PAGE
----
[ 4. September 2016 ]

NEWS – Call for papers – Organised Sound issue 23/2 ‚New Wor(l)ds for Old Sounds

Von: Leigh Landy via cec conference

Datum: Fri, 2 Sep 2016

Betreff: [cec-c] Call for papers – Organised Sound issue 23/2 ‚New

Wor(l)ds for Old Sounds

Organised Sound: An International Journal of Music and Technology

Call for submissions

Volume 23, Number 2

Issue thematic title – New Wor(l)ds for Old Sounds

Date of publication: August 2018

Submission deadline: 15 September 2017

Issue co-ordinators: Erika Honisch

and Margaret Schedel margaret.schedel@stonybrook.edu>

Stony Brook University

Evidence for the ‘sonic turn’ in and beyond the humanities is

everywhere: in the calls for papers of recent interdisciplinary

conferences, in the popularity of sound-oriented blogs, in the formation

of sound studies interest groups in academic professional societies, in

the collaborations of electroacoustic composers with social scientists,

and, not least, in the purview of /Organised Sound /itself. It is less

evident—given the general emphasis in sound studies on contemporary

sonic cultures and practices—that a significant line of inquiry focuses

on the richly sonic past. Studies exemplifying this historicist impulse

draw attention to the acoustic properties of ancient and early modern

spaces, and those of more recent built environments (Blesser and Salter,

2007; Fisher, 2014); they search archival documents for the sounds of

colonial encounter (Rath 2005) and the hubbub of England in the

Victorian period and earlier (Picker 2003; Cockayne, 2007); they find

traces of the noisy mediaeval city in manuscript illuminations (Dillon

2012); they document sound and its silencing to trace shifting urban

identities and values (Bjisterveld 2008; Thompson, 2002); they

investigate the properties of instruments and technologies, from

monochords to metronomes, developed to chart interval space and measure

musical time (Grant, 2014); they consider the collision of early

recording technology with traditional Western musical aesthetics

(Rehding, 2005). Collaborative digital projects recreate past sound

worlds, embedding reconstructed sounds in 3D virtual space, as in Mylène

Pardoen’s /The Sounds of Eighteenth-Century Paris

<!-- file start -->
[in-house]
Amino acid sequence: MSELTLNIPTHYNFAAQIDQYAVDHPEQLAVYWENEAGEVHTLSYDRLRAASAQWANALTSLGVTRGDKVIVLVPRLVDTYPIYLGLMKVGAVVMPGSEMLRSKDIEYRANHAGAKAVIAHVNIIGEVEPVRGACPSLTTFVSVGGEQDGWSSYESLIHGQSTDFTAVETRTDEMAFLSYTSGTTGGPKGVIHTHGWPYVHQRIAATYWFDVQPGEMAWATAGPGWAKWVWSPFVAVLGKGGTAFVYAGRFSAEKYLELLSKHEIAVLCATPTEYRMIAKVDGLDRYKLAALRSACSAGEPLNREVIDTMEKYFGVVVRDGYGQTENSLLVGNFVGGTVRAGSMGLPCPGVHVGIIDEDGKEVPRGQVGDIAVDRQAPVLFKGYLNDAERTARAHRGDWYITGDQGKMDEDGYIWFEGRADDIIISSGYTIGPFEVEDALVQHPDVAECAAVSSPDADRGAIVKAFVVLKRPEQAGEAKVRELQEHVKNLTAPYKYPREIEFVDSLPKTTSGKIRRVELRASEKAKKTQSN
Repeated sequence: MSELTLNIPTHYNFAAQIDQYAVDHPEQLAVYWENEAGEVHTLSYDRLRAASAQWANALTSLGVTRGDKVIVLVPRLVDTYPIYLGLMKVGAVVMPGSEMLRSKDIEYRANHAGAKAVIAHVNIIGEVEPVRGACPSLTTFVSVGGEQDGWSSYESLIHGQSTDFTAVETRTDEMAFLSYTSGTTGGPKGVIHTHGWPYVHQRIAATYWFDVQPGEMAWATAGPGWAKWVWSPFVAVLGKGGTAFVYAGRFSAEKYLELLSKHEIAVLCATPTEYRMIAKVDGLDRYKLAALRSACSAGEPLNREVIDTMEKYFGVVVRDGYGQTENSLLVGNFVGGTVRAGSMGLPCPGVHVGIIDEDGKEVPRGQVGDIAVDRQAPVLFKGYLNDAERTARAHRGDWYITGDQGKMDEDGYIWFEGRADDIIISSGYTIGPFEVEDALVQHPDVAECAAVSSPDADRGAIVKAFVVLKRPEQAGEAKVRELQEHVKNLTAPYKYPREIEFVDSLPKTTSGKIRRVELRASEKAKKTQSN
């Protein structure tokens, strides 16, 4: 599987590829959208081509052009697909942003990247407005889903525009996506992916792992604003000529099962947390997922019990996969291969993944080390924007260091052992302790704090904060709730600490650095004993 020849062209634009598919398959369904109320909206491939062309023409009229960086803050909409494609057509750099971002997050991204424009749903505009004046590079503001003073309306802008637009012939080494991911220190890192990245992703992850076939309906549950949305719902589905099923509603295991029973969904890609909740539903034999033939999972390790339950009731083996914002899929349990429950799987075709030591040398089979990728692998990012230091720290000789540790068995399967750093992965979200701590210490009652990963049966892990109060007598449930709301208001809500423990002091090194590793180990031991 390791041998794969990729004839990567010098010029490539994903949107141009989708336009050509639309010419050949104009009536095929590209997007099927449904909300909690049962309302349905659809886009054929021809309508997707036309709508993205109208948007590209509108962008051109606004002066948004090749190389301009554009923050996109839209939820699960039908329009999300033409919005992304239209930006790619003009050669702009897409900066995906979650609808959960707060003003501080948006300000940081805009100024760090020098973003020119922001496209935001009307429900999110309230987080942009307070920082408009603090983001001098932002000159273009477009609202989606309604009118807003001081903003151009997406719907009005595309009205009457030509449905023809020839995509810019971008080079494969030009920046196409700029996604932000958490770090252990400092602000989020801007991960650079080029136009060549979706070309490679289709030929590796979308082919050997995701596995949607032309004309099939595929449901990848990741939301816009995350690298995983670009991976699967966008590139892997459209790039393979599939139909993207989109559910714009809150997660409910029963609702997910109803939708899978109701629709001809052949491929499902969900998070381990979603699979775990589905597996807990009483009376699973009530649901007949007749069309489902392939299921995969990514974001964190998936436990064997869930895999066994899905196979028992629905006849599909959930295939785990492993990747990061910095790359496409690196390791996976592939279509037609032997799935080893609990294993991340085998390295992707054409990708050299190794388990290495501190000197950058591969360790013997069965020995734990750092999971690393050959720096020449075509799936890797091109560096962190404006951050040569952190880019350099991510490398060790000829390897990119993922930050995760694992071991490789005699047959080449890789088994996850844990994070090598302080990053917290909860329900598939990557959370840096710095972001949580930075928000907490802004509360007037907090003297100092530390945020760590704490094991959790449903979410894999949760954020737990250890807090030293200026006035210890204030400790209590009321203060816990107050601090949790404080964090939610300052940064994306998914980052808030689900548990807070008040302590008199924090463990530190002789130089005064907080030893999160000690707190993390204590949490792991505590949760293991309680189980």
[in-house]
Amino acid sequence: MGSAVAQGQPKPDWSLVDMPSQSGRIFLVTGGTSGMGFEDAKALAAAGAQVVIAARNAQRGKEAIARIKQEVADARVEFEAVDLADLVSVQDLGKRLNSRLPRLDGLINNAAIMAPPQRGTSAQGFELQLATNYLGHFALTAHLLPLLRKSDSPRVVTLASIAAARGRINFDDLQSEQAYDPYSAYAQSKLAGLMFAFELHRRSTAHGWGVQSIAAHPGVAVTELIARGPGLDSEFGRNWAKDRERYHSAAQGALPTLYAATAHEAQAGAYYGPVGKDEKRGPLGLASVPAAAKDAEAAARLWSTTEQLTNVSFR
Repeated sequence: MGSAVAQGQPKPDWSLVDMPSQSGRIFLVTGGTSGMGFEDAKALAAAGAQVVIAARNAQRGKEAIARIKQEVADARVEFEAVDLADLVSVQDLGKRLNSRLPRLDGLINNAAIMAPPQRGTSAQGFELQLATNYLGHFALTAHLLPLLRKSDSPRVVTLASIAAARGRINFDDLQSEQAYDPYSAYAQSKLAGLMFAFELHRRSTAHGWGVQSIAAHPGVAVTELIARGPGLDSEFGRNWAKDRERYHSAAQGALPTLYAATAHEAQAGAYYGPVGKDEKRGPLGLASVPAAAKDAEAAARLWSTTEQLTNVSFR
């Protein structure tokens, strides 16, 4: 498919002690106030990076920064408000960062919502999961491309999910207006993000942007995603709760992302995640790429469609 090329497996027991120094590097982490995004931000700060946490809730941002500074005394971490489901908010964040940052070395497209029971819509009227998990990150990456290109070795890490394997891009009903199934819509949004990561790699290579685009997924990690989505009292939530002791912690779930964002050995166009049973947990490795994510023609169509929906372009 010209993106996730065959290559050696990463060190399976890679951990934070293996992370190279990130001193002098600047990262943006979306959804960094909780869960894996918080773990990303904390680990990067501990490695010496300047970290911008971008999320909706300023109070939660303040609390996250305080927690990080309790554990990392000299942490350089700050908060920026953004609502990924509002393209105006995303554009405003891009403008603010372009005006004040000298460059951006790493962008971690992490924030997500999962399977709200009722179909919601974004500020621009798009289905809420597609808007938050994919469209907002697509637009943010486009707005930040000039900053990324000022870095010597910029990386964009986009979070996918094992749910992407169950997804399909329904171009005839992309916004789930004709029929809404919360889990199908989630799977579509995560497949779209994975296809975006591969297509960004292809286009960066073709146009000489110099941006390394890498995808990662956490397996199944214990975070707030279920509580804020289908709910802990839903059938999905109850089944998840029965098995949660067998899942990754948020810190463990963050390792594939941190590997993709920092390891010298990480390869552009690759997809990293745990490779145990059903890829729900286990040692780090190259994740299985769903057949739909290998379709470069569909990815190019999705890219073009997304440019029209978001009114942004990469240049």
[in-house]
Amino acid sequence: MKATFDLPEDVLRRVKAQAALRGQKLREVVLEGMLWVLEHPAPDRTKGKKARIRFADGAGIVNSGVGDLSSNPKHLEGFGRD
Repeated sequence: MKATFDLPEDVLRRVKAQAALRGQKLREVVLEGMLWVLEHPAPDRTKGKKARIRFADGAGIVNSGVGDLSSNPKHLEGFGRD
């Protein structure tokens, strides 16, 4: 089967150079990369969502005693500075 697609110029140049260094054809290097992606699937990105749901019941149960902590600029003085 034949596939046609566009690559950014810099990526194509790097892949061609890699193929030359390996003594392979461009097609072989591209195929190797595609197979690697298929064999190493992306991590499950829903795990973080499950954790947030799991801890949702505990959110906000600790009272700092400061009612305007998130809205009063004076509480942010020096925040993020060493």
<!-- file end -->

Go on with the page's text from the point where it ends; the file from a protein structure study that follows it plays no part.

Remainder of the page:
news.cnrs.fr/articles/sound-18th-century-paris , or situating

records (both aural and textual) of sound in specific locations, as with

the ever-expanding London Sound Survey.


The interest in timbre, changing technologies, and acoustics that

animates these projects also drives the work of practitioners and

historians of electroacoustic music. Indeed, the vocabulary and

methodologies developed by electroacoustic musicians to build a sonic

lexicon, research the sounds of the past, and contextualise the impact

of technology on sonic creativity are ideally suited to historically

oriented sound studies.

The purpose of this themed issue of Organised Sound is to explore the

many points of resonance between the questions raised by electroacoustic

specialists and those taken up by scholars who work on the sounds of the

pre-electric past. How can we build bridges between these two exciting

fields? With this in mind, for the ‘New Wor(l)ds for Old Sounds issue,

we invite contributions that experiment with the possibilities of

applying the insights afforded by electroacoustic technologies,

practices and vocabularies to sounds and spaces before the widespread

adoption of electric sound in North America and Europe, roughly 1925. By

its very etymology ‘electroacoustic’ implicates the electric; so while

we could have simply proposed a crossover issue between sound studies

and electroacoustic music, we have chosen instead to be deliberately

provocative to encourage our authors and readers to expand their

conception of the traditional scope of Organised Sound. We are

interested in providing a forum for the projection of electroacoustic

music studies to other pre-electric objects and, conversely, testing out

methodologies as well as the relevance/applicability of historical

knowledge to the current and future initiatives falling squarely within

the journal’s subject domain, electroacoustic music studies.

More specifically, we wish to probe how electroacoustic language might

be fruitfully used to discuss technologies, compositions, and listening

practices before the advent of recording and electronically generated

sound. What kinds of sounds emerge when we examine textual documents or

historical musical instruments using a vocabulary of timbre informed by

electroacoustic music? What do the re-creative possibilities of